Getting in the Loop
There is a critical question at the heart of the learning health sciences philosophy: How do we expedite the data-driven transformation of a system that encompasses over one-sixth of a nation's economy and is responsible for the health and welfare of the entire population?
We believe the answer lies in Learning Health Systems.
Learning Health Systems
As the concept of learning has rapidly evolved over the past two decades with broader access to massive online resources, what and how we learn and how we utilize the data to influence health care improvement has become an area in urgent need of effective strategies.
In a Learning Health System (LHS), organizations or networks continuously self-study and adapt using data and analytics to generate knowledge, engage stakeholders, and implement behavior change to transform practice. The LHS concept, first expressed by the Institute of Medicine in 2007, is now being rapidly adopted across the country and around the world.
In a learning health system, the cycle of learning to change behavior to improve outcomes applies to all workforce development, from individuals and groups to the system as a whole.
The Learning Loop
The Learning Loop is the framework for doing this in a Learning Health System. Similar to Kolb’s experiential learning cycle, it is comprised of three main actions that cycle continuously to more detailed and refined results. Ongoing improvement is only sustainable when all three parts are continuously engaged:A learning state of mind is open to new information and ready to change on that basis. An efficient learning process, supported by infrastructure, is one that actually enables continuous improvement to be embedded in routine practice.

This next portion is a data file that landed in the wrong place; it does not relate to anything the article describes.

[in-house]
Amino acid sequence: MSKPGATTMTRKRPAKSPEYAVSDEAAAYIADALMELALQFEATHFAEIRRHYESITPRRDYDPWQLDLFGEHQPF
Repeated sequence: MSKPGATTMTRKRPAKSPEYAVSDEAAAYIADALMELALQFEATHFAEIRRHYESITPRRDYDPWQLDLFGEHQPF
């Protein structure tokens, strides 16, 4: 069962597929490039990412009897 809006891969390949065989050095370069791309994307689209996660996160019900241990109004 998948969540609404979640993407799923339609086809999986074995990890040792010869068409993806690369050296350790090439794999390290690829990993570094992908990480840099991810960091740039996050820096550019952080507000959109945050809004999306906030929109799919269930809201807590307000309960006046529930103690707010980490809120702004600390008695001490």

Data to Knowledge: Many improvement efforts focus on gathering data and gleaning knowledge from the data (D2K). Often the cycle stops there, however the Loop continues, harnessing the real power of data.
Knowledge to Performance: Effective learning health systems apply the knowledge to implement change and transform health care through individual training, team training, implementation of new processes, integration of new technologies, and changes to the process and environment of care.
Performance to Data: Then the lessons of improved performance are used to inform and refine the next cycle of gathering data. The learning cycle repeats continuously.
Many research articles have been published about the promise and efficacy of learning health systems.
- Toward an information infrastructure for global health improvement, Yearbook of Medical Informatics, 2017
- Learning Health Systems Journal, founded and edited by Dr. Charles Friedman
- Toward a science of learning systems: a research agenda for the high-functioning Learning Health System, J Am Med Inform Assoc, 2015
- Weaving Together a Healthcare Improvement Tapestry, J of AHIMA, 2014